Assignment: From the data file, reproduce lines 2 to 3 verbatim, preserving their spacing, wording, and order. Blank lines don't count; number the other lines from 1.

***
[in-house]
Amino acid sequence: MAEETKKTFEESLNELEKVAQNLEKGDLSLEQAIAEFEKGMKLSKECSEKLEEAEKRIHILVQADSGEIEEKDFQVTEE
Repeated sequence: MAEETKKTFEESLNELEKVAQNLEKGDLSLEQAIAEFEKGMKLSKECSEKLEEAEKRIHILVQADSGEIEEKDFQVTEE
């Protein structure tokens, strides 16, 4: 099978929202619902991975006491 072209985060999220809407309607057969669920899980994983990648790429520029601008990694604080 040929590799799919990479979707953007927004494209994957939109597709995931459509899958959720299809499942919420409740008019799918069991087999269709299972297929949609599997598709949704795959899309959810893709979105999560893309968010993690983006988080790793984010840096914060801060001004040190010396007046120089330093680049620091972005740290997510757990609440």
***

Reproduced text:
Amino acid sequence: MAEETKKTFEESLNELEKVAQNLEKGDLSLEQAIAEFEKGMKLSKECSEKLEEAEKRIHILVQADSGEIEEKDFQVTEE
Repeated sequence: MAEETKKTFEESLNELEKVAQNLEKGDLSLEQAIAEFEKGMKLSKECSEKLEEAEKRIHILVQADSGEIEEKDFQVTEE